An analysis showed 98 per cent of the patients were diabetic, compared to just 30 per cent on average in other subsets.
Group two was defined by its members’ unhealthy eating habits, with 37 per cent claiming to have a binge-eating disorder.
Some 61 per cent also felt unable to stop themselves from ‘grazing’ between meals, while 92 per cent ate even when they were not hungry.
The researchers were then particularly surprised to discover that those in group three did not have especially worrying eating habits despite them being obese.
Just seven per cent reported eating when they were not hungry compared to 37 per cent in group one, 92 per cent in group two and 29 per cent in group four.
‘Interestingly, no other factors distinguished this group from the other classes,’ the authors wrote.
Group four was made up of people who had been obese since they were children.
By 18 years old, this group had the highest BMI with an average of 32 compared to around 25 for the other three subsets. A BMI of more than 30 is considered obese, while 25 plus is overweight.
Group four also had the highest pre-surgery BMI, averaging at 58 compared to the others’ 45.
‘A child who becomes very obese by age five is going to be very different from someone who gradually gains weight over time and at age 65 is obese,’ Ms Field said.
The researchers hope their findings will help them identify patients who would benefit most from weight-loss surgery.
‘One of the reasons why we haven’t had stronger findings in the field of obesity research is that we’re classifying all of these people as the same,’ Ms Field said.
‘It may very well be there are some incredibly effective strategies out there for preventing or treating obesity.
‘But when you mix patients of different groups together, it dilutes the effect.’
Ms Field added scientists should investigate how varying obesity treatments affect different patients.
For instance, mindfulness may be effective in those who become overstimulated by the sight or smell of food but not those who do not eat when they are not hungry.
Ms Field hopes future studies will also delve into if similar subgroups exist among people who are overweight but not obese.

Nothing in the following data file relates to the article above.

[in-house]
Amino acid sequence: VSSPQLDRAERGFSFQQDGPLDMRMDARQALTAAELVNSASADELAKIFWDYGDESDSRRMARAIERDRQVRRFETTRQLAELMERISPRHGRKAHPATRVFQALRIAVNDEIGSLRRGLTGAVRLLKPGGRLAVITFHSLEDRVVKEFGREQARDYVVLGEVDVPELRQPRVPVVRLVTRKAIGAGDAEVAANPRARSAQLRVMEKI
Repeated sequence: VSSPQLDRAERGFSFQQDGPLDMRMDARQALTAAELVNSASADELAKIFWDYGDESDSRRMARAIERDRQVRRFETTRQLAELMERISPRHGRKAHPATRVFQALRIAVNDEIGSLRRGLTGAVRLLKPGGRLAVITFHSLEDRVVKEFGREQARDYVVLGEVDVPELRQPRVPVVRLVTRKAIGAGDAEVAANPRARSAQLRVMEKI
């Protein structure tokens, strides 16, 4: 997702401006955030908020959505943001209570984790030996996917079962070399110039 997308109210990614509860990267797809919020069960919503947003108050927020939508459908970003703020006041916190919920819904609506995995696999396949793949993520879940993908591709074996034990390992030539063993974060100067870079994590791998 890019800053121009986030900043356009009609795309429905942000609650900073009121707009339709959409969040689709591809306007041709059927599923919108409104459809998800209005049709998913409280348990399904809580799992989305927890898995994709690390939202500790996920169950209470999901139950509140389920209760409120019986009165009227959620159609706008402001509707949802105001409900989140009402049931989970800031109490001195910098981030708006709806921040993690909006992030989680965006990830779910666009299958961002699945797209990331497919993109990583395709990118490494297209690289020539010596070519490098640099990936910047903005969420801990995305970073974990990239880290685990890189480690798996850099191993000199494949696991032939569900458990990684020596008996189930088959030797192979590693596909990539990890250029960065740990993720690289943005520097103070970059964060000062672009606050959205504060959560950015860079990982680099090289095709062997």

|DIABETES||DISORDERED EATING||MIXED||EARLY ONSET|
|% WITH OVERWEIGHT MOTHERS||27.1%||29.0%||30.7%||37.4%|
|% WITH OVERWEIGHT FATHERS||35.0%||37.8%||32.2%||40.5%|
|% WITH TYPE 2 DIABETES||97.8%||27.1%||31.2%||38.5%|
|% WITH BINGE EATING DISORDER||19.8%||36.6%||1.9%||10.2%|
|% THAT ARE NIGHT EATERS||14.1%||26.0%||12.1%||14.0%|
|% THAT ARE GRAZERS||37.0%||92.4%||7.2%||29.3%|
|AVERAGE BLOOD GLUCOSE||246.5||97.0||98.0||97.0|
|AVERAGE LDL CHOLESTEROL||107.5||114.0||108.0||100.5|
|AVERAGE HDL CHOLESTEROL||37.0||44.0||43.0||40.0|
|Glucose average – 72 to 99 mg/dL||LDL cholesterol should be less than 100 mg/dL||HDL cholesterol levels should be higher than 40 mg/dL|
IS WEIGHT LOSS SURGERY RISKY?
Obesity affects around 35 per cent of men and 40.4 per cent of women in the US. In the UK, a quarter of the population is carrying a dangerous amount of weight.
This put them at risk of conditions such as type 2 diabetes, heart disease, stroke and even certain cancers, including breast and bowel.
In the US, Medicare and Medicaid generally cover weight-loss surgery if is deemed to be medically necessary and a patient fits a long list of criteria.
The NHS offers the operations for those with a BMI of 40 or above who have tried dieting and exercising without success, and who are willing to make lifestyle changes after going under the knife.
Like all operations, weight-loss surgery can lead to blood clots and wound infections.
There is also the chance that a gastric band may slip or food may leak into the abdomen and cause a serious infection.
Malnutrition can also occur if surgery makes it harder for the gut to absorb nutrients from food.
Patients may also be left with excess folds of skin around their breasts, torso, hips and limbs, which may require surgery to remove.
Around one in 1,400 people who go under the knife to help them lose weight even die during or after the procedure due to complications.